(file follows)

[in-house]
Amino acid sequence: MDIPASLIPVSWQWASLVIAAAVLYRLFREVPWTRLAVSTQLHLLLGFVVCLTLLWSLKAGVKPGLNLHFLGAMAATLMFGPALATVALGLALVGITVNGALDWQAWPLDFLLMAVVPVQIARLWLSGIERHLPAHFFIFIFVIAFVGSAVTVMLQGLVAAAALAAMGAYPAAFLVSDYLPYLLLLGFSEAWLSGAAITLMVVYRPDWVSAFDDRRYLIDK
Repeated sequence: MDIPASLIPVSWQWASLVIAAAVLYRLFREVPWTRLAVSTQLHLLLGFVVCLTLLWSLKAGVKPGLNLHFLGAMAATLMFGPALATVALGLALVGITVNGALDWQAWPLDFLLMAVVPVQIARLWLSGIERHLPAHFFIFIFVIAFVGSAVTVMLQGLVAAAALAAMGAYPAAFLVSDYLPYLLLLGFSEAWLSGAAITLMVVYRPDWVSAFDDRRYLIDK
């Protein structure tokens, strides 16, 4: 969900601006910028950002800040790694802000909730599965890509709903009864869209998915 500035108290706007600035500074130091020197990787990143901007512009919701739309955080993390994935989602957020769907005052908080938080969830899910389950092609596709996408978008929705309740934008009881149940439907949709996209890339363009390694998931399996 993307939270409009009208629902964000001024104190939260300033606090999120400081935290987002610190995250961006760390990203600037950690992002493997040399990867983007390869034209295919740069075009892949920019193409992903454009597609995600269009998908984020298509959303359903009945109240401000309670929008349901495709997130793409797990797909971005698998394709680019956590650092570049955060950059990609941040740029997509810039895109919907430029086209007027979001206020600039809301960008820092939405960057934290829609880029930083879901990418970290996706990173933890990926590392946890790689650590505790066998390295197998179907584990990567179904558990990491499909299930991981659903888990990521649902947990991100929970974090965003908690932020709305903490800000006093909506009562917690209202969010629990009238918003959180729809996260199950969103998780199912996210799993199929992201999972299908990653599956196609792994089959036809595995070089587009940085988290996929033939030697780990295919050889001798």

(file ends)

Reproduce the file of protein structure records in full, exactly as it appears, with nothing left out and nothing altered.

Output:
[in-house]
Amino acid sequence: MDIPASLIPVSWQWASLVIAAAVLYRLFREVPWTRLAVSTQLHLLLGFVVCLTLLWSLKAGVKPGLNLHFLGAMAATLMFGPALATVALGLALVGITVNGALDWQAWPLDFLLMAVVPVQIARLWLSGIERHLPAHFFIFIFVIAFVGSAVTVMLQGLVAAAALAAMGAYPAAFLVSDYLPYLLLLGFSEAWLSGAAITLMVVYRPDWVSAFDDRRYLIDK
Repeated sequence: MDIPASLIPVSWQWASLVIAAAVLYRLFREVPWTRLAVSTQLHLLLGFVVCLTLLWSLKAGVKPGLNLHFLGAMAATLMFGPALATVALGLALVGITVNGALDWQAWPLDFLLMAVVPVQIARLWLSGIERHLPAHFFIFIFVIAFVGSAVTVMLQGLVAAAALAAMGAYPAAFLVSDYLPYLLLLGFSEAWLSGAAITLMVVYRPDWVSAFDDRRYLIDK
């Protein structure tokens, strides 16, 4: 969900601006910028950002800040790694802000909730599965890509709903009864869209998915 500035108290706007600035500074130091020197990787990143901007512009919701739309955080993390994935989602957020769907005052908080938080969830899910389950092609596709996408978008929705309740934008009881149940439907949709996209890339363009390694998931399996 993307939270409009009208629902964000001024104190939260300033606090999120400081935290987002610190995250961006760390990203600037950690992002493997040399990867983007390869034209295919740069075009892949920019193409992903454009597609995600269009998908984020298509959303359903009945109240401000309670929008349901495709997130793409797990797909971005698998394709680019956590650092570049955060950059990609941040740029997509810039895109919907430029086209007027979001206020600039809301960008820092939405960057934290829609880029930083879901990418970290996706990173933890990926590392946890790689650590505790066998390295197998179907584990990567179904558990990491499909299930991981659903888990990521649902947990991100929970974090965003908690932020709305903490800000006093909506009562917690209202969010629990009238918003959180729809996260199950969103998780199912996210799993199929992201999972299908990653599956196609792994089959036809595995070089587009940085988290996929033939030697780990295919050889001798």